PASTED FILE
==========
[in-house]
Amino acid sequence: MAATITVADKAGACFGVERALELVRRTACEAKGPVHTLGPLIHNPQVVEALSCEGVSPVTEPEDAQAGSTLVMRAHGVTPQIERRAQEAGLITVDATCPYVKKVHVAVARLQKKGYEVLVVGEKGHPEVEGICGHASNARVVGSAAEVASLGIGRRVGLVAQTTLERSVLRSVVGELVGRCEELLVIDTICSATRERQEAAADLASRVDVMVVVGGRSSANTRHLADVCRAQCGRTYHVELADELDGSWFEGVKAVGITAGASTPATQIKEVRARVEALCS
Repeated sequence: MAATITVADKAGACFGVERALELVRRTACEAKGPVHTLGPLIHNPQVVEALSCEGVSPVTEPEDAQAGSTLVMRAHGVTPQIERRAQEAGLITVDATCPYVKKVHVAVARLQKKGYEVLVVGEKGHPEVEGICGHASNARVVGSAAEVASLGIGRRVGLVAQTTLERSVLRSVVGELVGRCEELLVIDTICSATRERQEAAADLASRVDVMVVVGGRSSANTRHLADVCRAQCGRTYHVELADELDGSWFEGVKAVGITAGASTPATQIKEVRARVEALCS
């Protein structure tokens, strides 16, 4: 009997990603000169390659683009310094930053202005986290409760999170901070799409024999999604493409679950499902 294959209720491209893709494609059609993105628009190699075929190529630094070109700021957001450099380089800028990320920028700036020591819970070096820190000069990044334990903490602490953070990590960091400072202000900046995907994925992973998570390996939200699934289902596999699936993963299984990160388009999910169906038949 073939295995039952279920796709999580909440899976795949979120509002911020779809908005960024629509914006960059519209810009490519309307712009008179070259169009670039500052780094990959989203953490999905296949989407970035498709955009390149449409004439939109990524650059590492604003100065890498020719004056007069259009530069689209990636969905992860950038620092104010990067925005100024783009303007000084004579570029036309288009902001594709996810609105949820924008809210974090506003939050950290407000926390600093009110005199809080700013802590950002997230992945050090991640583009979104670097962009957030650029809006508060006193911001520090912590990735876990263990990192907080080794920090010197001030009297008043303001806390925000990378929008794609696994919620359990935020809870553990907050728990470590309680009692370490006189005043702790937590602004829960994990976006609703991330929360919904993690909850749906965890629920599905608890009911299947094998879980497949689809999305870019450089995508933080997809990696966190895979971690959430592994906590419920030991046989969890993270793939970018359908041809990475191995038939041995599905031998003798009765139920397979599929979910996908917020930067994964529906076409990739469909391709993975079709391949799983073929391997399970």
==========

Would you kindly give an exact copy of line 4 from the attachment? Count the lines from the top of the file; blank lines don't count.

């Protein structure tokens, strides 16, 4: 009997990603000169390659683009310094930053202005986290409760999170901070799409024999999604493409679950499902 294959209720491209893709494609059609993105628009190699075929190529630094070109700021957001450099380089800028990320920028700036020591819970070096820190000069990044334990903490602490953070990590960091400072202000900046995907994925992973998570390996939200699934289902596999699936993963299984990160388009999910169906038949 073939295995039952279920796709999580909440899976795949979120509002911020779809908005960024629509914006960059519209810009490519309307712009008179070259169009670039500052780094990959989203953490999905296949989407970035498709955009390149449409004439939109990524650059590492604003100065890498020719004056007069259009530069689209990636969905992860950038620092104010990067925005100024783009303007000084004579570029036309288009902001594709996810609105949820924008809210974090506003939050950290407000926390600093009110005199809080700013802590950002997230992945050090991640583009979104670097962009957030650029809006508060006193911001520090912590990735876990263990990192907080080794920090010197001030009297008043303001806390925000990378929008794609696994919620359990935020809870553990907050728990470590309680009692370490006189005043702790937590602004829960994990976006609703991330929360919904993690909850749906965890629920599905608890009911299947094998879980497949689809999305870019450089995508933080997809990696966190895979971690959430592994906590419920030991046989969890993270793939970018359908041809990475191995038939041995599905031998003798009765139920397979599929979910996908917020930067994964529906076409990739469909391709993975079709391949799983073929391997399970």